People who quit smoking by age 30 suffer no long-term risks associated with smoking, according to a new Oxford University study. But those who keep smoking will, on average, shave 10 years off of their lives.
"That's a finding that I hope is not misinterpreted," says Dr. Norman Edelman, an advisor for the American Lung Association to The Early Show co-anchor Rene Syler. "I hope people don't think it's OK to smoke till you're 30 and then you can quit and everything will be all right.
"I think that might happen and I'm concerned about that. First of all, the longer you smoke, the more addicted you get and the harder it is to quit. It's going to be harder to quit at 30 than at 25. And there is some damage. And not all of is reversible. It's just that this statistical epidemiologic study couldn't show a difference in outcome," he says.
The 50-year study also found that as many as two-thirds of smokers will eventually die from problems caused by smoking -- a quarter of smokers will die between ages 39 and 69.
Dr. Edelman says, "You spend your whole life smoking you have a 50 percent chance or a 60 percent chance of dying of a smoking related disease."
Researchers also said people who quit by age 50 can cut the health risk of smoking in half. "And that's a very important message," Dr. Edelman says. "Even smokers who quit at 60 did better than smokers who were still smoking at 70. The message is: It's never too late to quit. No, you can't return back to normal, if you quit at 50. Your risk of dying from a smoking related disease is not the same than if you never smoked. But it's better to quit then than to keep going."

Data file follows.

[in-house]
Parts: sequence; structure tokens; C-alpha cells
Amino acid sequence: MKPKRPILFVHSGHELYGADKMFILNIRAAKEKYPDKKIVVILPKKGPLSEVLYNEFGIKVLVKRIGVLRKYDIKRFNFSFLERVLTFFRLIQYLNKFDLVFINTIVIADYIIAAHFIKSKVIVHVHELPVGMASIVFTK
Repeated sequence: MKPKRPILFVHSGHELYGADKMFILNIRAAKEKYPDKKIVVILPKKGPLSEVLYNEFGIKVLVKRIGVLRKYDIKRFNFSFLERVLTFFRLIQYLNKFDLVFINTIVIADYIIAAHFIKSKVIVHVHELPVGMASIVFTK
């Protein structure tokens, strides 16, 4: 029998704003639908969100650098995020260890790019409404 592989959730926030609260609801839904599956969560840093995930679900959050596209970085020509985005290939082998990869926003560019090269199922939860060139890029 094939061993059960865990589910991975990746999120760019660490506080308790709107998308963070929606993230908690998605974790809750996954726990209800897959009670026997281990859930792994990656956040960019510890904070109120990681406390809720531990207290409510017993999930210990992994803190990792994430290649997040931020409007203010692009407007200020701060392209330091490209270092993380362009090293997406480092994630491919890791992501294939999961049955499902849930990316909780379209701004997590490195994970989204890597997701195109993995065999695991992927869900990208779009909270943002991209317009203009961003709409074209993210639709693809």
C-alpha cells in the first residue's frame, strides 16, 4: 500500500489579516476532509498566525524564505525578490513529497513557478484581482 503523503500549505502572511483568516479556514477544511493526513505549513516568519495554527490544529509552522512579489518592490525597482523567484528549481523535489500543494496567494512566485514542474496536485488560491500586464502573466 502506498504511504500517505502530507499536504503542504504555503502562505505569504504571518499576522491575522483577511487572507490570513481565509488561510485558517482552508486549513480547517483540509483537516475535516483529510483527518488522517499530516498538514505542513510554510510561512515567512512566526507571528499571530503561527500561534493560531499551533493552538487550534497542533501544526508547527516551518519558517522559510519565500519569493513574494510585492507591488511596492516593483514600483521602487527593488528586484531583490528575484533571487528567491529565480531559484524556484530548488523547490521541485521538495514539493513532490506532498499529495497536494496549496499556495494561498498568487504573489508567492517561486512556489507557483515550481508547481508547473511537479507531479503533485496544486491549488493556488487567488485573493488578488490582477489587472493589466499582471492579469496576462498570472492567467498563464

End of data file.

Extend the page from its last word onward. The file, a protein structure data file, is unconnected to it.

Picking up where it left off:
Dr. Edelman points out in the United States 440,000 people will die each year of a smoking related disease and notes many more will be disabled. He says, "The disease called chronic bronchitis and emphysema disables millions of people, so smoking not only kills, it disables."
So the message is to quit now or better yet, don't pick up the habit. And Dr. Edelman notes if you are going to quit, seek out help. "Most people can't quit by themselves," he says.